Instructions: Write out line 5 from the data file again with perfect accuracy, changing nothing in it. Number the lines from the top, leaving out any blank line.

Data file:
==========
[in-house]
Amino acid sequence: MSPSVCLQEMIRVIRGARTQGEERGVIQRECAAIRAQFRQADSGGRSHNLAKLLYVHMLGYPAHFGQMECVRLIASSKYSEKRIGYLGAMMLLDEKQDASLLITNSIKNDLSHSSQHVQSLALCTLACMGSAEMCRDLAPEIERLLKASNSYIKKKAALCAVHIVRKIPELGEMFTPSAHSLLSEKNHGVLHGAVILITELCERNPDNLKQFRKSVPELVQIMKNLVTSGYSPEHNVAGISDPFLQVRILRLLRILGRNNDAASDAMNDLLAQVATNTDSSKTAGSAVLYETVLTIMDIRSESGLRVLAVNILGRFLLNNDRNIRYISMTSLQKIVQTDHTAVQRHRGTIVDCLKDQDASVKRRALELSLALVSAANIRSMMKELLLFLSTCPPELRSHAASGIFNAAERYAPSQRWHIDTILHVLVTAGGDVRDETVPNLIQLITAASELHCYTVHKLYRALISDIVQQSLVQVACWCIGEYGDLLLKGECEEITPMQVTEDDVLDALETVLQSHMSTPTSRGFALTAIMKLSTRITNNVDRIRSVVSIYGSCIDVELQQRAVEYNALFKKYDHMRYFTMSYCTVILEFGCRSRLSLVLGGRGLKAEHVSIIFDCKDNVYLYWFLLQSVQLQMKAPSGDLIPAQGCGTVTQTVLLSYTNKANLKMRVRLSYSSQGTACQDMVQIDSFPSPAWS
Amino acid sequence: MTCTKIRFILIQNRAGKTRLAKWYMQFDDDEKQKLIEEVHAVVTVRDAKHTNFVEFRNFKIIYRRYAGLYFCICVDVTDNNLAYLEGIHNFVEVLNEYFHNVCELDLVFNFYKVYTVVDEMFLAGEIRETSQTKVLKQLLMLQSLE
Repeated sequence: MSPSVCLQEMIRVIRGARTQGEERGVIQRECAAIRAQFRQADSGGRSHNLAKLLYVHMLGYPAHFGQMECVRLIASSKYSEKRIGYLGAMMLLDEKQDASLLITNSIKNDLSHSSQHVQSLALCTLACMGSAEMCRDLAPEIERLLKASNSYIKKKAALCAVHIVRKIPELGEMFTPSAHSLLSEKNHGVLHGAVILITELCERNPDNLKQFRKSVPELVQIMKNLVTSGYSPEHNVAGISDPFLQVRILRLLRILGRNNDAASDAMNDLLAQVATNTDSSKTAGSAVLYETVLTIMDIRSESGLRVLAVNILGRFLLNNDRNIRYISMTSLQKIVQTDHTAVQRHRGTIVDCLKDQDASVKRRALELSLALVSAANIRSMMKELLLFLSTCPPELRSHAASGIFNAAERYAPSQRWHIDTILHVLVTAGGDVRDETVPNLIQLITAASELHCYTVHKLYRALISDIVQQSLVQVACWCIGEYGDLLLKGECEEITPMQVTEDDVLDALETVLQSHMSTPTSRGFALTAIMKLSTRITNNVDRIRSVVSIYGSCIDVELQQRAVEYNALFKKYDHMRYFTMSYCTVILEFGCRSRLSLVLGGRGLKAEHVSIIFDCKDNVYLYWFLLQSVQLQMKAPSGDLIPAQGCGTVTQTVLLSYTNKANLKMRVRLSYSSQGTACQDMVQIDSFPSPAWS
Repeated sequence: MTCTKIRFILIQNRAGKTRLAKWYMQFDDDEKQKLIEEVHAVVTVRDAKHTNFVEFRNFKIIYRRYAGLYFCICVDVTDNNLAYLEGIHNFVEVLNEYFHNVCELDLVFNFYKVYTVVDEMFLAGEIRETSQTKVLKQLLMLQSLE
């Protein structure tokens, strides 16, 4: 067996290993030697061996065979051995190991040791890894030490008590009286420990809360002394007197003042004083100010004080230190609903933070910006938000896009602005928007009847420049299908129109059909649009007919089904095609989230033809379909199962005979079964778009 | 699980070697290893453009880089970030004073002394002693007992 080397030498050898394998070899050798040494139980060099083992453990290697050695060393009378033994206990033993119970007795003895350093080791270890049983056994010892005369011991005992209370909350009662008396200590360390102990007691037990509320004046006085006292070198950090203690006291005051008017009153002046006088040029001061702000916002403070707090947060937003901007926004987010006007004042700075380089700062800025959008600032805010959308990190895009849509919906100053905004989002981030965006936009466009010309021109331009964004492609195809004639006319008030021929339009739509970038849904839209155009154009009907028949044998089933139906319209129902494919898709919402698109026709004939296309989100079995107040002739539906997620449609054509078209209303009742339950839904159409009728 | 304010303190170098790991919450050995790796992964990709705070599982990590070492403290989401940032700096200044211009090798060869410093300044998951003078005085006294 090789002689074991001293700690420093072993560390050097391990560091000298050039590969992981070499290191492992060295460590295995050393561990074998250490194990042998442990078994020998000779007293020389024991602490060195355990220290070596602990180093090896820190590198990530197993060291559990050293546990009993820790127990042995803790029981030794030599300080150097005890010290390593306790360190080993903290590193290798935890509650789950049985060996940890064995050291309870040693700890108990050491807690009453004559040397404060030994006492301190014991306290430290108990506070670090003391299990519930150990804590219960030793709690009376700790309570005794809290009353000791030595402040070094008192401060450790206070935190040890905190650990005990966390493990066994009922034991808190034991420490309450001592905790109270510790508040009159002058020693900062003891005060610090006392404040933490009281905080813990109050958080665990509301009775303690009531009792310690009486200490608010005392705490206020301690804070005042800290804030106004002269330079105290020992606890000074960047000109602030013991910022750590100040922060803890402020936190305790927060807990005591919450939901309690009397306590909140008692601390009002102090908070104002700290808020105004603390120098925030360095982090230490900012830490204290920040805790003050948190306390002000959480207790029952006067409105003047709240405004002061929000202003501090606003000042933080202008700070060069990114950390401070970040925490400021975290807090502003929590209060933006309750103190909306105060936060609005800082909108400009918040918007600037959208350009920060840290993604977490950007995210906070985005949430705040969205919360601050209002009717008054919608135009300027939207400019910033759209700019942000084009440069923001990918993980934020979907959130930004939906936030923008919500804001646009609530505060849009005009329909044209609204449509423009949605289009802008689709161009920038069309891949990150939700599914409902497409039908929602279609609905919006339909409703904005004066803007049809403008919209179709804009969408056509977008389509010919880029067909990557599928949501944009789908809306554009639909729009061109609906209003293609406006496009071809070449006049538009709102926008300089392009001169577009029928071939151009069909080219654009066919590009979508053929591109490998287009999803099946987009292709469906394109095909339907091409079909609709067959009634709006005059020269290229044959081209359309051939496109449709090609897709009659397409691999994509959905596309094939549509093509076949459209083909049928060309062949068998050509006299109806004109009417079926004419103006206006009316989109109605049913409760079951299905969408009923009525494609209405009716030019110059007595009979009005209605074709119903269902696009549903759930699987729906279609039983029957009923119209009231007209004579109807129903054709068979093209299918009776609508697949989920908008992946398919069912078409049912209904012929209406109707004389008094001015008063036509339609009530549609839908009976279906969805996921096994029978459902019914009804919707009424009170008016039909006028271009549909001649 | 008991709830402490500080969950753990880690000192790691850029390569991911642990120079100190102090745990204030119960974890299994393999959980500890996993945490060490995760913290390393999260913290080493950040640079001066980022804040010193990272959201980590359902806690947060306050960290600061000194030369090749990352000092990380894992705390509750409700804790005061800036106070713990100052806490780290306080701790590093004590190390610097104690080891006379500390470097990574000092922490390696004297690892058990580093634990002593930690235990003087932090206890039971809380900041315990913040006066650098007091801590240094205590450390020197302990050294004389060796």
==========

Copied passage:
Repeated sequence: MTCTKIRFILIQNRAGKTRLAKWYMQFDDDEKQKLIEEVHAVVTVRDAKHTNFVEFRNFKIIYRRYAGLYFCICVDVTDNNLAYLEGIHNFVEVLNEYFHNVCELDLVFNFYKVYTVVDEMFLAGEIRETSQTKVLKQLLMLQSLE